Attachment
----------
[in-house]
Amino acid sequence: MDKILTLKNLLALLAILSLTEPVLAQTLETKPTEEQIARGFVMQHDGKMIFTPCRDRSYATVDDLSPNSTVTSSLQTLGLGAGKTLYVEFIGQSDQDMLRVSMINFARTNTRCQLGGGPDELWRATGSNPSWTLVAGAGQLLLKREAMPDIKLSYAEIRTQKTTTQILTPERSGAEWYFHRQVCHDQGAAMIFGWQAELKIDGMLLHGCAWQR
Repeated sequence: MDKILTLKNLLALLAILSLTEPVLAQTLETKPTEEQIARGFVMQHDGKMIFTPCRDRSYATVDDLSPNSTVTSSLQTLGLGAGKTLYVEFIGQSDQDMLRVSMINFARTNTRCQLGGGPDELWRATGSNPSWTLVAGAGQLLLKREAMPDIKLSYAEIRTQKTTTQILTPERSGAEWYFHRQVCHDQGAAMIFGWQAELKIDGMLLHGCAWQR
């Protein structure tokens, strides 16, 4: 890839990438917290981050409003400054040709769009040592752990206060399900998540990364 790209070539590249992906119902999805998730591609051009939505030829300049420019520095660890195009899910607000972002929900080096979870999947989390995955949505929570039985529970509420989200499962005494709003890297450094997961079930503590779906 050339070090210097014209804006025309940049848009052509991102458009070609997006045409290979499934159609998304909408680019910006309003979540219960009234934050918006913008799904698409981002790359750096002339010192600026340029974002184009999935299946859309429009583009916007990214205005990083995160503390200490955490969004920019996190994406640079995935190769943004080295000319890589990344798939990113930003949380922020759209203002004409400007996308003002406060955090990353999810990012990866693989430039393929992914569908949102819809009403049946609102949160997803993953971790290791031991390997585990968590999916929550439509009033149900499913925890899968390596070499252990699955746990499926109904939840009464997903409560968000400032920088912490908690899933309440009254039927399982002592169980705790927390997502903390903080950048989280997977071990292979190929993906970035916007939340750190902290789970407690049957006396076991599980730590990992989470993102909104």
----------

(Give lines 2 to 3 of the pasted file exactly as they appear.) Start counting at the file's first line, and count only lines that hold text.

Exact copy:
Amino acid sequence: MDKILTLKNLLALLAILSLTEPVLAQTLETKPTEEQIARGFVMQHDGKMIFTPCRDRSYATVDDLSPNSTVTSSLQTLGLGAGKTLYVEFIGQSDQDMLRVSMINFARTNTRCQLGGGPDELWRATGSNPSWTLVAGAGQLLLKREAMPDIKLSYAEIRTQKTTTQILTPERSGAEWYFHRQVCHDQGAAMIFGWQAELKIDGMLLHGCAWQR
Repeated sequence: MDKILTLKNLLALLAILSLTEPVLAQTLETKPTEEQIARGFVMQHDGKMIFTPCRDRSYATVDDLSPNSTVTSSLQTLGLGAGKTLYVEFIGQSDQDMLRVSMINFARTNTRCQLGGGPDELWRATGSNPSWTLVAGAGQLLLKREAMPDIKLSYAEIRTQKTTTQILTPERSGAEWYFHRQVCHDQGAAMIFGWQAELKIDGMLLHGCAWQR